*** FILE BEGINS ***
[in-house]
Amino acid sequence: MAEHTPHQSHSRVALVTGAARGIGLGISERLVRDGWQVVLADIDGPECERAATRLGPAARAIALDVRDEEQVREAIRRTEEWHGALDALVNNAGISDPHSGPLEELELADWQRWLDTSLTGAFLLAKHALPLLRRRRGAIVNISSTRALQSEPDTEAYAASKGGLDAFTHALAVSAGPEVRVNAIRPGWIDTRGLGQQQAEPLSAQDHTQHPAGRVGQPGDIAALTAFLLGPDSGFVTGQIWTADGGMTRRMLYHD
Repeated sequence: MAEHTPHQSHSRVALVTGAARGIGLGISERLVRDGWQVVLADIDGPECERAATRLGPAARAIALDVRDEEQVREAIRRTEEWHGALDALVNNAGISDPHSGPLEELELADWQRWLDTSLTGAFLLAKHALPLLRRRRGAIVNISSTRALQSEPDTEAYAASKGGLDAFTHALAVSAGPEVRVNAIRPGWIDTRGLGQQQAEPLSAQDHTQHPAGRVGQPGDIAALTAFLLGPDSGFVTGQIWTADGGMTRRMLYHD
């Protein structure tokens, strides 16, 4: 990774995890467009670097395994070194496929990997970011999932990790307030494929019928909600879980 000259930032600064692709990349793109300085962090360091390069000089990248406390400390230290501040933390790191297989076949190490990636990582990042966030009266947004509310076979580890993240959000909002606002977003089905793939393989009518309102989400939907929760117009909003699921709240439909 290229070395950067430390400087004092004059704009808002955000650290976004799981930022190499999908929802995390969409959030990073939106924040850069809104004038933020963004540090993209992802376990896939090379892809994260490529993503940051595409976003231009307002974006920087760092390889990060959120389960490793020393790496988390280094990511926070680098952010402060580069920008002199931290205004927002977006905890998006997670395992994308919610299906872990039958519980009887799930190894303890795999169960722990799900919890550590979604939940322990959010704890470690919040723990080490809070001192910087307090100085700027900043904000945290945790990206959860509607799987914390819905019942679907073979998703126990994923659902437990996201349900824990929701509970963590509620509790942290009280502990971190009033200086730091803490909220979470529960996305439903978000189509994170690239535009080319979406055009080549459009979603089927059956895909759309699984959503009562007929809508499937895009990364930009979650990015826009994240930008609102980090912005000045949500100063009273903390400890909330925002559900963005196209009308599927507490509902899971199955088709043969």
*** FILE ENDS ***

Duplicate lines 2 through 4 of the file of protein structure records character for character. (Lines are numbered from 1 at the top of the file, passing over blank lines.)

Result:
Amino acid sequence: MAEHTPHQSHSRVALVTGAARGIGLGISERLVRDGWQVVLADIDGPECERAATRLGPAARAIALDVRDEEQVREAIRRTEEWHGALDALVNNAGISDPHSGPLEELELADWQRWLDTSLTGAFLLAKHALPLLRRRRGAIVNISSTRALQSEPDTEAYAASKGGLDAFTHALAVSAGPEVRVNAIRPGWIDTRGLGQQQAEPLSAQDHTQHPAGRVGQPGDIAALTAFLLGPDSGFVTGQIWTADGGMTRRMLYHD
Repeated sequence: MAEHTPHQSHSRVALVTGAARGIGLGISERLVRDGWQVVLADIDGPECERAATRLGPAARAIALDVRDEEQVREAIRRTEEWHGALDALVNNAGISDPHSGPLEELELADWQRWLDTSLTGAFLLAKHALPLLRRRRGAIVNISSTRALQSEPDTEAYAASKGGLDAFTHALAVSAGPEVRVNAIRPGWIDTRGLGQQQAEPLSAQDHTQHPAGRVGQPGDIAALTAFLLGPDSGFVTGQIWTADGGMTRRMLYHD
């Protein structure tokens, strides 16, 4: 990774995890467009670097395994070194496929990997970011999932990790307030494929019928909600879980 000259930032600064692709990349793109300085962090360091390069000089990248406390400390230290501040933390790191297989076949190490990636990582990042966030009266947004509310076979580890993240959000909002606002977003089905793939393989009518309102989400939907929760117009909003699921709240439909 290229070395950067430390400087004092004059704009808002955000650290976004799981930022190499999908929802995390969409959030990073939106924040850069809104004038933020963004540090993209992802376990896939090379892809994260490529993503940051595409976003231009307002974006920087760092390889990060959120389960490793020393790496988390280094990511926070680098952010402060580069920008002199931290205004927002977006905890998006997670395992994308919610299906872990039958519980009887799930190894303890795999169960722990799900919890550590979604939940322990959010704890470690919040723990080490809070001192910087307090100085700027900043904000945290945790990206959860509607799987914390819905019942679907073979998703126990994923659902437990996201349900824990929701509970963590509620509790942290009280502990971190009033200086730091803490909220979470529960996305439903978000189509994170690239535009080319979406055009080549459009979603089927059956895909759309699984959503009562007929809508499937895009990364930009979650990015826009994240930008609102980090912005000045949500100063009273903390400890909330925002559900963005196209009308599927507490509902899971199955088709043969």